The plot against cancer: heredity and cancer in German and Dutch medicine, 1933-1945

Gesnerus. 2008;65(1-2):42-55.


In the Third Reich hereditarian approaches and their eugenic implications seemed to offer possibilities for fundamental progress in the fight against cancer. This did not lead to an exclusive emphasis on genetics in theory or practice. The concept of a hereditary predisposition for cancer, the Krebs-disposition or Krebsbereitschaft, led to flexible multifactor approaches, including proposals for both eugenic and social-hygienic measures. These approaches were not typical of German medicine alone. In the Netherlands hereditarian approaches did not play a central role in the 1930s. They lacked institutional support in a country where health policies were characterised by indirect strategies working through intermediaries such as general practitioners and home nursing organisations. However, potentially the elements for similar anti-cancer policies as in Germany were present. The German occupation offered opportunities to develop these elements (concepts, institutions, personnel). This development was blocked because of the political radicalisation during the war and the German defeat.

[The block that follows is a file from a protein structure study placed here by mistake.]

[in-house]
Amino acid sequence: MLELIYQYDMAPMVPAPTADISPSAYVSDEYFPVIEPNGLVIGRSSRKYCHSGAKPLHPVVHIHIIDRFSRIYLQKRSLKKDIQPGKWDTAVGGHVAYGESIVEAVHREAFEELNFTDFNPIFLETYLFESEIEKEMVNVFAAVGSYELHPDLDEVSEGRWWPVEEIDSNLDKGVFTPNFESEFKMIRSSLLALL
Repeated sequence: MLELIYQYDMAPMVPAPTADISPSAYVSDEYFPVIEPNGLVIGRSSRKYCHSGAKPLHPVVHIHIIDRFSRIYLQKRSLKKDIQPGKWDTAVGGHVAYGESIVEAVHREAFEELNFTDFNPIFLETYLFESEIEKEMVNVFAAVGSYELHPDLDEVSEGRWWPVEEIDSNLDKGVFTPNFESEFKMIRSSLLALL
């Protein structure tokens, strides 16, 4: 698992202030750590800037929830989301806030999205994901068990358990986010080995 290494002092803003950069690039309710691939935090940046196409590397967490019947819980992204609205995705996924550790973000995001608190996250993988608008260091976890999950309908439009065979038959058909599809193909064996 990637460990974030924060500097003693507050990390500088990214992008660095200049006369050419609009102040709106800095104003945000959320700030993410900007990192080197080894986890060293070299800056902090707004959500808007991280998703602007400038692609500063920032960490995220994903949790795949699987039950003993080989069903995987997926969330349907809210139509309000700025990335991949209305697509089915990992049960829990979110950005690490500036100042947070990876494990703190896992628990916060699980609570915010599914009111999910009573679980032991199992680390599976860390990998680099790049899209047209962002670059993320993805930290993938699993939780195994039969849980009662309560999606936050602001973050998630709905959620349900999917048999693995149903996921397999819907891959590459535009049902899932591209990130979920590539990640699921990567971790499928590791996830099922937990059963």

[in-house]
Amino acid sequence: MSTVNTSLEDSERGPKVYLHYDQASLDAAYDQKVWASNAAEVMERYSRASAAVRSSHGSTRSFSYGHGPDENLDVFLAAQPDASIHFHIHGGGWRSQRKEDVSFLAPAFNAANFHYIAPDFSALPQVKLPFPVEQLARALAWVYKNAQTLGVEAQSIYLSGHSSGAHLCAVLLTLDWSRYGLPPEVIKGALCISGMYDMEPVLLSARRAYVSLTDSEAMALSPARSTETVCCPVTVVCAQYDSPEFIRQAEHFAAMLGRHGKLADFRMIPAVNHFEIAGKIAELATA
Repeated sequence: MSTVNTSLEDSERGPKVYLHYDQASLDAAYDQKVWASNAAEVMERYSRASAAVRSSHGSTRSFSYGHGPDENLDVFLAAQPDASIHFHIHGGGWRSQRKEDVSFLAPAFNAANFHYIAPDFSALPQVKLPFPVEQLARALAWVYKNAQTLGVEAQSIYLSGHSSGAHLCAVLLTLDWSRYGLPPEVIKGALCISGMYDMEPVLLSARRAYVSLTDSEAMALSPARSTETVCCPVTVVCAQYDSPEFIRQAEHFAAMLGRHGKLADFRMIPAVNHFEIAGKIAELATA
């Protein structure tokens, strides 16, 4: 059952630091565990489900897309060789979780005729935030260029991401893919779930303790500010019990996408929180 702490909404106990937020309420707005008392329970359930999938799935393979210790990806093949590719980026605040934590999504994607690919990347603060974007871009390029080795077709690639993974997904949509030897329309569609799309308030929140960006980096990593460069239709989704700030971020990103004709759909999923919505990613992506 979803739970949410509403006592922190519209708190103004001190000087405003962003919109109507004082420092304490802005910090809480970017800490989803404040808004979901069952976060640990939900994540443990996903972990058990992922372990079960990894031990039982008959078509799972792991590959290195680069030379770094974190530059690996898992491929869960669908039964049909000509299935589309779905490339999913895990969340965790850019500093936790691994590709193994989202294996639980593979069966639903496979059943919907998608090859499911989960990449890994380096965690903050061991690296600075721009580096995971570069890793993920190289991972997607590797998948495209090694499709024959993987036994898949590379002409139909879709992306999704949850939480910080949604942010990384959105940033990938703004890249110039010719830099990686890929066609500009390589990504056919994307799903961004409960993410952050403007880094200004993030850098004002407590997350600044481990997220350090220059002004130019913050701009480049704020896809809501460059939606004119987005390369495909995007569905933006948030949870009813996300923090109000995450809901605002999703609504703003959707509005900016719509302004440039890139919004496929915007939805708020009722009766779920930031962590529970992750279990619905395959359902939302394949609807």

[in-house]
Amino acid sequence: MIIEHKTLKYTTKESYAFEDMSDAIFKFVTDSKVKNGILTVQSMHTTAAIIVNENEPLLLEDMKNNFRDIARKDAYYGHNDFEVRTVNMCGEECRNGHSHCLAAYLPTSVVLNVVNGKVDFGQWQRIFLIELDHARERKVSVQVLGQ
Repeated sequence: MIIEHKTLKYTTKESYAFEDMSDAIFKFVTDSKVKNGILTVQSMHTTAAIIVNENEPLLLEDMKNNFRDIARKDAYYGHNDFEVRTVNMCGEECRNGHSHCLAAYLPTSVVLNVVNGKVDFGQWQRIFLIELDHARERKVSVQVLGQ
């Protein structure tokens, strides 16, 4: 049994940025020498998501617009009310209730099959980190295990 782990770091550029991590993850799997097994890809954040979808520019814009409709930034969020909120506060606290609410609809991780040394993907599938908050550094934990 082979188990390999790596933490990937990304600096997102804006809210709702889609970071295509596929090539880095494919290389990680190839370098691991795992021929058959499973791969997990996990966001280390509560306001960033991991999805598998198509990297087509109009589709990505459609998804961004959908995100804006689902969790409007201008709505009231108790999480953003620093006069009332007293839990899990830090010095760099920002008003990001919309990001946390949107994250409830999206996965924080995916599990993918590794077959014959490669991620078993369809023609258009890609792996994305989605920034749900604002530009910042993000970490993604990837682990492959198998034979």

Publication types

  • Historical Article

MeSH terms

  • Eugenics / history*
  • Germany
  • Health Policy / history*
  • Heredity*
  • History, 20th Century
  • Humans
  • National Socialism / history*
  • Neoplasms / history*
  • Netherlands
  • Public Health Practice / history*